Leave the cameras on
The absence of regular House rules during last week’s drawn out floor fight for House speaker produced an unexpected benefit: C-SPAN and other news organizations were able to show the country the whole dayslong battle in real time — including a near-fistfight between two congressmen — because of a pause in the restrictions that normally govern the cameras. At least one member is suggesting the House allow such ungirded coverage to continue. This being the seat of government and the heart of democracy, why not make it permanent?
C-SPAN has long carried gavel-to-gavel coverage of Congress, but there are normally strict limits on what it can show. Ever since live floor coverage of the House began in the late 1970s, the camera feeds have generally been controlled by government employees, with images limited to the speaker’s dais or wide shots of the floor without enough detail to see what’s actually going on between members.
But an exception to those rules has always been made for special events like the election of the House speaker — normally a brief, pro forma process. The chaos that gripped the House last week was, of course, the exception. For most of the week, through 15 rounds of voting and days of high political drama around Kevin McCarthy’s bid for speaker, the cameras were allowed to capture it all.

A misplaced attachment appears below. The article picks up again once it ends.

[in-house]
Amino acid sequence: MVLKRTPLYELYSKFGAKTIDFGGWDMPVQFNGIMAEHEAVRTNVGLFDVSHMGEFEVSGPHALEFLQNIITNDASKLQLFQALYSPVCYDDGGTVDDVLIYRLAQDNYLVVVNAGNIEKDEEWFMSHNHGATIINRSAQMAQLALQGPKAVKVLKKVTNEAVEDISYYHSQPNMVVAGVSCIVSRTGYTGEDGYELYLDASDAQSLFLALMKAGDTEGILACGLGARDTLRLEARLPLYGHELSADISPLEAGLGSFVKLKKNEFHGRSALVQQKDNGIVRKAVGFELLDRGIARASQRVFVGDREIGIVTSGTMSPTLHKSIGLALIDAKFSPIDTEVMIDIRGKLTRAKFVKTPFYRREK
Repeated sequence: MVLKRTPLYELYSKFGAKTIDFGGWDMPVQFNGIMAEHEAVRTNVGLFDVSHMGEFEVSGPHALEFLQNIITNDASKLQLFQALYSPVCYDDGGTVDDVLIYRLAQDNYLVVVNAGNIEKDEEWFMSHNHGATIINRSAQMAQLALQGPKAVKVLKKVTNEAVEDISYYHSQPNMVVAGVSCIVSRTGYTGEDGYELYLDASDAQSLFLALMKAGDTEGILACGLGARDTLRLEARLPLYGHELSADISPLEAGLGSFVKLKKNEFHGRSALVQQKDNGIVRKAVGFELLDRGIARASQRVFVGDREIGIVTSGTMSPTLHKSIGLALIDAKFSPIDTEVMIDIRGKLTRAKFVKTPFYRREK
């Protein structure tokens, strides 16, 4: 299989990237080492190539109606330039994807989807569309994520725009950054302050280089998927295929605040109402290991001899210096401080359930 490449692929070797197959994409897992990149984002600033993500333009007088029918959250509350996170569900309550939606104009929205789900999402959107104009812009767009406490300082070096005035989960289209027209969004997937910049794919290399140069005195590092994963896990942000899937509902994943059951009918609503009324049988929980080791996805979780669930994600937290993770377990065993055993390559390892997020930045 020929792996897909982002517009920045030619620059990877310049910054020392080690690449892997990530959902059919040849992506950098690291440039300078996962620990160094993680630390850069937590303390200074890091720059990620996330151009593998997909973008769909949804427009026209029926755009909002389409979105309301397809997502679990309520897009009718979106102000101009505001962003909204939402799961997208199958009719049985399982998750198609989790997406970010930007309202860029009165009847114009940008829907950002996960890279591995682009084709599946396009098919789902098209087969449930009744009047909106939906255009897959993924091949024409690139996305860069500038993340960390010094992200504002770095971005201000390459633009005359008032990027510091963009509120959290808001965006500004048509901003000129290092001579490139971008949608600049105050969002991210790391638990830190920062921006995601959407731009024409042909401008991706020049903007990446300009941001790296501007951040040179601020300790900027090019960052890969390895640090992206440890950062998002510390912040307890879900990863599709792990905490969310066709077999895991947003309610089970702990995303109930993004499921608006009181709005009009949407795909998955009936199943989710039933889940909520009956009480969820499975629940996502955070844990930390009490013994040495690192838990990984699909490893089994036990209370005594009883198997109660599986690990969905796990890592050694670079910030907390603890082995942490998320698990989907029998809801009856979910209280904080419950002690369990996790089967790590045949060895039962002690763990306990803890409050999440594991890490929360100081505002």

There was Rep. Mike Rogers, R-Ala., lunging at anti-McCarthy Rep. Matt Gaetz, R-Fla., and having to be restrained by other members. There was progressive firebrand Rep. Alexandria Ocasio-Cortez, D-N.Y., engrossed in an apparently civil conversation with Rep. Paul Gosar, R-Ariz., a right-winger who once tweeted an animé video depicting himself killing her. There, again and again, was McCarthy’s smile-through-the-pain real-time reaction to watching his members deny him his long-awaited speakership.
America watched this unvarnished display of parliamentary drama and emotion play out like a political thriller. There was value to that, beyond mere spectacle. Seeing the reality of how political horse trading, floor huddles and unscripted interactions affect the legislative process was no doubt educational to many viewers. If McCarthy looked wounded and powerless even as he finally clawed his way to victory — well, that too is useful information for America going forward.
We don’t normally find ourselves quoting with approval the likes of hard-right Rep. Chip Roy, R-Texas, but his comment over the weekend suggesting the House should consider permanently dropping the restrictions on cameras makes some sense: “What the American people were able to see unfold on the floor was a good thing for our democracy and our republic, right?”